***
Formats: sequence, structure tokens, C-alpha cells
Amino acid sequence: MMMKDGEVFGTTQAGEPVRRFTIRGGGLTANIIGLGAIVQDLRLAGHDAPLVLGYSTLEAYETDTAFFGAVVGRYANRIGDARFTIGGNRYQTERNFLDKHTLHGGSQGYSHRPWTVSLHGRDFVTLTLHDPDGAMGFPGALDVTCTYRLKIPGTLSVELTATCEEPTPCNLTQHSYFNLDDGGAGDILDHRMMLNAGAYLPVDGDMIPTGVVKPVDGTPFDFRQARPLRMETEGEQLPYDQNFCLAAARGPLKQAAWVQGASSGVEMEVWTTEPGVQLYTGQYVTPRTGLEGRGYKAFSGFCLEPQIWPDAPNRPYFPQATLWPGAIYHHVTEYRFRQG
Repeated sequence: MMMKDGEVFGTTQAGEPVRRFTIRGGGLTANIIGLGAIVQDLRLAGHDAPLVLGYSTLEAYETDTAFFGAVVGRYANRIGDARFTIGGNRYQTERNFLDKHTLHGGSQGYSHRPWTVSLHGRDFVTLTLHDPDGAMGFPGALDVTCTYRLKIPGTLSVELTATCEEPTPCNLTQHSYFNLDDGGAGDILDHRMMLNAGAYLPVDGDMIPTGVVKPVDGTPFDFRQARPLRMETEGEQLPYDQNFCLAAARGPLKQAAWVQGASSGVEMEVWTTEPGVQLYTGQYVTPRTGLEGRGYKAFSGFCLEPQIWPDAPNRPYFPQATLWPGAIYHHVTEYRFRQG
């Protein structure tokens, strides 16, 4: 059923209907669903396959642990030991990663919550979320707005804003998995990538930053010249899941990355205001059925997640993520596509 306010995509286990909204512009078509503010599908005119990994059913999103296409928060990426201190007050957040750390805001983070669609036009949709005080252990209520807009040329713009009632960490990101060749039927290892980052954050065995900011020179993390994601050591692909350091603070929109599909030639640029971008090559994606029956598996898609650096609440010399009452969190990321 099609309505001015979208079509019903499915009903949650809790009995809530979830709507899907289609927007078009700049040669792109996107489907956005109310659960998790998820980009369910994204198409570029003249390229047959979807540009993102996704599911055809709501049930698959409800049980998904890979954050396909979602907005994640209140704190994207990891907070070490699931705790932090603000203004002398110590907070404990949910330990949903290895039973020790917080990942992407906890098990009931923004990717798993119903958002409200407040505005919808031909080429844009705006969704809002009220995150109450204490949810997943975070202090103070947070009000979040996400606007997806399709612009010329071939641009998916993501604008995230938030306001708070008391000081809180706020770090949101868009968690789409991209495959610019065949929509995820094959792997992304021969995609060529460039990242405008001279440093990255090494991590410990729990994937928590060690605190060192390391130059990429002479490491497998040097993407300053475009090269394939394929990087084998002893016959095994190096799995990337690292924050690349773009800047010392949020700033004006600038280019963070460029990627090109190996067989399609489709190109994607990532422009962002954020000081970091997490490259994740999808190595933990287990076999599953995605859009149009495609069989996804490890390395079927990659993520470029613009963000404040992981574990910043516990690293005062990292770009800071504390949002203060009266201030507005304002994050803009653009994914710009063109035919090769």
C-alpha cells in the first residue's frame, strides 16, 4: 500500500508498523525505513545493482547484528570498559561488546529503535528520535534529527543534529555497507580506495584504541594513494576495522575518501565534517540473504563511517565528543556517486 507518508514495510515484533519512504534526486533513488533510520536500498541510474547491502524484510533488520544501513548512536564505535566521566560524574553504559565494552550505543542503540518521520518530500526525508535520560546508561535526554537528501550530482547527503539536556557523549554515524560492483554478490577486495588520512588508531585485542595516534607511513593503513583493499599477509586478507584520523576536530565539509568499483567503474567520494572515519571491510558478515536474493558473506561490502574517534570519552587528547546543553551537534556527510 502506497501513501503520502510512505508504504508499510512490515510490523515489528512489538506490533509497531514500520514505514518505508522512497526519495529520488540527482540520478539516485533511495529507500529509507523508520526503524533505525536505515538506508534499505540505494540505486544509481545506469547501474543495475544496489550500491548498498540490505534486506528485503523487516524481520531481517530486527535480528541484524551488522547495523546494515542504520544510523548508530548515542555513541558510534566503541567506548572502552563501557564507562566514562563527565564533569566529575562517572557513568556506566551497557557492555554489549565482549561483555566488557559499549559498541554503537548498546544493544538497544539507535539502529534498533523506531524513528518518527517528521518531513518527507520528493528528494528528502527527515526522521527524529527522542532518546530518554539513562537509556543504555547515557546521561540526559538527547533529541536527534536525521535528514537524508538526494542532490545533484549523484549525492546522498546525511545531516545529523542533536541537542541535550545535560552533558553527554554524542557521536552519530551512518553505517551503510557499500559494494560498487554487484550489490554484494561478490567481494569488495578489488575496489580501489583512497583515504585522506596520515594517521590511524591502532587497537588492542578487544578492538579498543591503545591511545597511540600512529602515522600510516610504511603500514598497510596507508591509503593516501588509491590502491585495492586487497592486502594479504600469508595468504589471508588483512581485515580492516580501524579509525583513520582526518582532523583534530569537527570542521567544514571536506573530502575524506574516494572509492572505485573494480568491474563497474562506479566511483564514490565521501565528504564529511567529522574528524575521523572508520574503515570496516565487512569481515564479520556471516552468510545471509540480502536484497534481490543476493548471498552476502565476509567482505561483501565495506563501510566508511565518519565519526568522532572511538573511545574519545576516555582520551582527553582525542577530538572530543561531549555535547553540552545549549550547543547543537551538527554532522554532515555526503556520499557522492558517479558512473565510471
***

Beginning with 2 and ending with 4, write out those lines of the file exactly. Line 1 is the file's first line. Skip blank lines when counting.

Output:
Amino acid sequence: MMMKDGEVFGTTQAGEPVRRFTIRGGGLTANIIGLGAIVQDLRLAGHDAPLVLGYSTLEAYETDTAFFGAVVGRYANRIGDARFTIGGNRYQTERNFLDKHTLHGGSQGYSHRPWTVSLHGRDFVTLTLHDPDGAMGFPGALDVTCTYRLKIPGTLSVELTATCEEPTPCNLTQHSYFNLDDGGAGDILDHRMMLNAGAYLPVDGDMIPTGVVKPVDGTPFDFRQARPLRMETEGEQLPYDQNFCLAAARGPLKQAAWVQGASSGVEMEVWTTEPGVQLYTGQYVTPRTGLEGRGYKAFSGFCLEPQIWPDAPNRPYFPQATLWPGAIYHHVTEYRFRQG
Repeated sequence: MMMKDGEVFGTTQAGEPVRRFTIRGGGLTANIIGLGAIVQDLRLAGHDAPLVLGYSTLEAYETDTAFFGAVVGRYANRIGDARFTIGGNRYQTERNFLDKHTLHGGSQGYSHRPWTVSLHGRDFVTLTLHDPDGAMGFPGALDVTCTYRLKIPGTLSVELTATCEEPTPCNLTQHSYFNLDDGGAGDILDHRMMLNAGAYLPVDGDMIPTGVVKPVDGTPFDFRQARPLRMETEGEQLPYDQNFCLAAARGPLKQAAWVQGASSGVEMEVWTTEPGVQLYTGQYVTPRTGLEGRGYKAFSGFCLEPQIWPDAPNRPYFPQATLWPGAIYHHVTEYRFRQG
């Protein structure tokens, strides 16, 4: 059923209907669903396959642990030991990663919550979320707005804003998995990538930053010249899941990355205001059925997640993520596509 306010995509286990909204512009078509503010599908005119990994059913999103296409928060990426201190007050957040750390805001983070669609036009949709005080252990209520807009040329713009009632960490990101060749039927290892980052954050065995900011020179993390994601050591692909350091603070929109599909030639640029971008090559994606029956598996898609650096609440010399009452969190990321 099609309505001015979208079509019903499915009903949650809790009995809530979830709507899907289609927007078009700049040669792109996107489907956005109310659960998790998820980009369910994204198409570029003249390229047959979807540009993102996704599911055809709501049930698959409800049980998904890979954050396909979602907005994640209140704190994207990891907070070490699931705790932090603000203004002398110590907070404990949910330990949903290895039973020790917080990942992407906890098990009931923004990717798993119903958002409200407040505005919808031909080429844009705006969704809002009220995150109450204490949810997943975070202090103070947070009000979040996400606007997806399709612009010329071939641009998916993501604008995230938030306001708070008391000081809180706020770090949101868009968690789409991209495959610019065949929509995820094959792997992304021969995609060529460039990242405008001279440093990255090494991590410990729990994937928590060690605190060192390391130059990429002479490491497998040097993407300053475009090269394939394929990087084998002893016959095994190096799995990337690292924050690349773009800047010392949020700033004006600038280019963070460029990627090109190996067989399609489709190109994607990532422009962002954020000081970091997490490259994740999808190595933990287990076999599953995605859009149009495609069989996804490890390395079927990659993520470029613009963000404040992981574990910043516990690293005062990292770009800071504390949002203060009266201030507005304002994050803009653009994914710009063109035919090769």